Until when can we exceed the planetary limits?


In recent months, several scientific papers have drawn attention to the fact that new planetary boundaries have been crossed (here, or leaves). Many media echoed this worrying information.

But what do these famous planetary limits mean? How to interpret these overruns? And finally, do we really have to worry about it?

The Earth system has been functioning for 11 years under the Holocene regime

To answer these questions, remember that the researchers who study planetary boundaries come from a disciplinary field called Earth system sciences.

These apprehend the planet as an entity that involves complex interactions between the atmosphere, the lithosphere, the hydrosphere and the biosphere (living things). And like any system, the Earth is endowed with adaptive capacities that make it possible to maintain a state of dynamic equilibrium between these elements – we speak of a “regime” to designate this state of relative stability.

But sometimes this balance is broken, to the point that the Earth system begins to function very differently.

For example, the Quaternary era (which began about 2,6 million years ago) is marked by regular changes in the climatic regime. Because of variations in the position of the Earth relative to the Sun, the climate of our planet regularly changes from a glacial regime (which can last up to 100 years) to an interglacial regime (generally shorter).

We have thus lived for more than 10 years in an Earth system regime that geologists call the Holocene.

The Holocene regime proved to be particularly favorable to the development of the human species. The good news is that this regime is expected to last for another 10+ years. The bad news is that we are threatening the balance of this regime. In other words, we are on the verge of crossing a tipping point.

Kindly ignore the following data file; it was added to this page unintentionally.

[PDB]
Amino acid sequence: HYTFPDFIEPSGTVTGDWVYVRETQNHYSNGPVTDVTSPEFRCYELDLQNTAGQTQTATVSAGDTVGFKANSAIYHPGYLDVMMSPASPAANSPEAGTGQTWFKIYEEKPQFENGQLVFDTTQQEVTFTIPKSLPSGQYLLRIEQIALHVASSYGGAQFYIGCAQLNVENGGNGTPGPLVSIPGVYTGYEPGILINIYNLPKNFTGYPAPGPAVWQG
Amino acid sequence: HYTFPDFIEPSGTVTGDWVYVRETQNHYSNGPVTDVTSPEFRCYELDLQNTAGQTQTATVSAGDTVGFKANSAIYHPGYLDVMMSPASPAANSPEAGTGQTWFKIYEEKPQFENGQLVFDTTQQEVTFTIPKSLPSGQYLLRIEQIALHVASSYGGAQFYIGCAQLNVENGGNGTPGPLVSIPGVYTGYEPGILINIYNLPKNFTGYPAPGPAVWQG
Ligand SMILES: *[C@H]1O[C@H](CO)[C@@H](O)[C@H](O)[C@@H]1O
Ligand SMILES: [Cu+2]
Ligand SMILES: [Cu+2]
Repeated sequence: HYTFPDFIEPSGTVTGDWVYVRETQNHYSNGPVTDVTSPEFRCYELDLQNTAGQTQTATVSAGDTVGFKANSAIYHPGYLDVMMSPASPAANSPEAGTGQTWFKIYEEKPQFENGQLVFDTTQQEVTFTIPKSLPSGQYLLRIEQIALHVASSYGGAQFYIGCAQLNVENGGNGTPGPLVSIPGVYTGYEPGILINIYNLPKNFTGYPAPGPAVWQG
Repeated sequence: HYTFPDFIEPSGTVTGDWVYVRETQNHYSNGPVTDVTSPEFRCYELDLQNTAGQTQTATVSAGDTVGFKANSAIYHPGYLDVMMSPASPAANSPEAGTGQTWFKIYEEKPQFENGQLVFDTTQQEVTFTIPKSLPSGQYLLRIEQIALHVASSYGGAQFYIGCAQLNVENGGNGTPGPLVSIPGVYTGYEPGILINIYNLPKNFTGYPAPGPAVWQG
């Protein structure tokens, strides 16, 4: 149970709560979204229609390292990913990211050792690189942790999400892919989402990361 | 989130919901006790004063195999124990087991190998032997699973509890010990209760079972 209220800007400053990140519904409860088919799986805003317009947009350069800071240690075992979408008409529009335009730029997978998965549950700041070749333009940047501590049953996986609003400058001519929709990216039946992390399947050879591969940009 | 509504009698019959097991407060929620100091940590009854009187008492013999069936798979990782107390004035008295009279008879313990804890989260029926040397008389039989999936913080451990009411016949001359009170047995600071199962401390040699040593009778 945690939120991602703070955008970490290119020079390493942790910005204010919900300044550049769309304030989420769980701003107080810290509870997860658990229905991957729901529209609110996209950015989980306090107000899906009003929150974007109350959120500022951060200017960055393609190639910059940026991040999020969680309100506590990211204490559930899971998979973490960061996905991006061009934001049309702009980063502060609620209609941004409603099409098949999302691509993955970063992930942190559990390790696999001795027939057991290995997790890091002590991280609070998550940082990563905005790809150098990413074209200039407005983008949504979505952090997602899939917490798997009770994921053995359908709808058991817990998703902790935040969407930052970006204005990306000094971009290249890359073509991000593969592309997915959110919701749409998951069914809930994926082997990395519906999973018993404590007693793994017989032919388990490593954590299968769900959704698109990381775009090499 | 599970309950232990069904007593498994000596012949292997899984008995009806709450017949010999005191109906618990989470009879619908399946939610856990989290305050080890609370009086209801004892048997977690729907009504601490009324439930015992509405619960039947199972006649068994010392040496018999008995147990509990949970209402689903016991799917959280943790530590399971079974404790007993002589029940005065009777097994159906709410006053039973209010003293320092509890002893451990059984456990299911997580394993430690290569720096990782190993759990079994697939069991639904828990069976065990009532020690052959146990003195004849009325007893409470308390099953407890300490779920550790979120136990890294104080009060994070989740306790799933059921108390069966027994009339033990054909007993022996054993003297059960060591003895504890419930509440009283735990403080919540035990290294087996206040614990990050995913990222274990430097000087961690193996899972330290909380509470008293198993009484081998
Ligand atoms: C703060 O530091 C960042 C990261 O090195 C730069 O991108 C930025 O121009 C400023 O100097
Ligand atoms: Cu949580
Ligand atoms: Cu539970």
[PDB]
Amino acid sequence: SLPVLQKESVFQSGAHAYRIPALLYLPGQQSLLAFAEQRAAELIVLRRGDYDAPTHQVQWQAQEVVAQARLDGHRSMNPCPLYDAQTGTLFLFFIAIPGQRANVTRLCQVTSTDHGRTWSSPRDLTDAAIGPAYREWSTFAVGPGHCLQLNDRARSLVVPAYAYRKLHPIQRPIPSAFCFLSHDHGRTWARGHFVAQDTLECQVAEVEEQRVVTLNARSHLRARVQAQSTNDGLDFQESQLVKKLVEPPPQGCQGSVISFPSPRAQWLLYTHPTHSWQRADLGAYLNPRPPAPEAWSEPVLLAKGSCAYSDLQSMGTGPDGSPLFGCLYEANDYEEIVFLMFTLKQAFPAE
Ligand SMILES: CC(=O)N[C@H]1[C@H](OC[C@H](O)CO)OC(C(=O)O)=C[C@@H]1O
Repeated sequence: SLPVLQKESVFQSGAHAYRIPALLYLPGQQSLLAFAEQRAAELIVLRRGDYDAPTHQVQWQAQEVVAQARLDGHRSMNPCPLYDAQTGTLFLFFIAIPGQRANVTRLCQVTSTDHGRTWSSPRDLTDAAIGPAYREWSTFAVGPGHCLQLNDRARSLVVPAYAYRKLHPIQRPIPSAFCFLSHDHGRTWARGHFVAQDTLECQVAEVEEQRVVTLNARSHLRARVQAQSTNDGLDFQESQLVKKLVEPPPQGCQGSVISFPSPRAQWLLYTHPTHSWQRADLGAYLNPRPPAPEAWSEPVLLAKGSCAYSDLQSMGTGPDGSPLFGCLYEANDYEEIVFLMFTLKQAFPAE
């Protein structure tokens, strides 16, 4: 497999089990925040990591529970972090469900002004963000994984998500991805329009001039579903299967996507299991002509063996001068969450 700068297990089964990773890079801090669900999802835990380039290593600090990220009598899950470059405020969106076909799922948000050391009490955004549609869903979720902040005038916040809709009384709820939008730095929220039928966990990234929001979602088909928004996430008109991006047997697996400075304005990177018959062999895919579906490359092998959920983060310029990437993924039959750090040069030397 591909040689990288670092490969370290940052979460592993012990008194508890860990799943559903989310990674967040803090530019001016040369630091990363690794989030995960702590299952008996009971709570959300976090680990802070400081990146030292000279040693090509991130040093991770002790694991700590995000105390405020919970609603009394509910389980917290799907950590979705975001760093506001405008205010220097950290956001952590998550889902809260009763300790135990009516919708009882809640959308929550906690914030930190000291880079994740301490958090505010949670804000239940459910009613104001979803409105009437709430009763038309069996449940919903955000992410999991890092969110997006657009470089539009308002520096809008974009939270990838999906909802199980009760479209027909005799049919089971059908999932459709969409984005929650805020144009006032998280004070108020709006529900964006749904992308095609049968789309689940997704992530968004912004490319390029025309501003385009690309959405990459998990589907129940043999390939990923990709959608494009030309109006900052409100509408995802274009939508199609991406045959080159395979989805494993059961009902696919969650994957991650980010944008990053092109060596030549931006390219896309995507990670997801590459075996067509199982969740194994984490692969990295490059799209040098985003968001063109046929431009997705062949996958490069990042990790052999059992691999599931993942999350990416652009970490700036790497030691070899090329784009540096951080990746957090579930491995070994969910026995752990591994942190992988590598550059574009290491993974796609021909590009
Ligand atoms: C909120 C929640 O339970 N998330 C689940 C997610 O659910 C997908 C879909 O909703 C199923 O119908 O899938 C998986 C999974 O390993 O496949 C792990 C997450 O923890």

Exceeding a planetary boundary is crossing a tipping point that takes us out of the Holocene

The scientific literature on planetary boundaries is largely based on this tipping point concept. What is it about ?

In a regime such as that of the Holocene, the terrestrial ecosystem is endowed with regulatory capacities that allow it to withstand disturbances – what are called “negative feedbacks”. For example, if CO emissions2 increase abnormally, the oceans will sequester part of this CO2 and thus limit climatic disturbances.

Unfortunately, it happens that these shock absorbers end up yielding, like a rubber band on which one would have pulled too much. It is then “positive feedback” that will be put into action.

For example, as it warms, permafrost will release large quantities of methane into the atmosphere, which will increase the greenhouse effect and therefore global warming.

As it warms, permafrost (or permafrost) becomes unstable and cracks.
Denten/Wikimedia, CC BY-SA

Once they are triggered, these phenomena will amplify and accelerate the upheaval, to the point of making any return to normal impossible. The change of regime then becomes inevitable: the climate will find a new point of equilibrium, characterized by a greenhouse effect and a temperature much greater than those of the Holocene.

Some scientists refer to the scenario of a "hothouse" climate regime, which would have cataclysmic effects on all the variables of the Earth system.

But beware: Crossing a planetary boundary is not the same as crossing a limit!

However, scientists are faced with a major problem: it is extremely difficult to determine with precision the moment when a tipping point occurs.

Aware of the dangers of exceeding such a limit, scientists invite decision-makers to avoid crossing the lower limit of uncertainty. It is this lower limit that they propose to call "planetary boundary" (planetary boundary).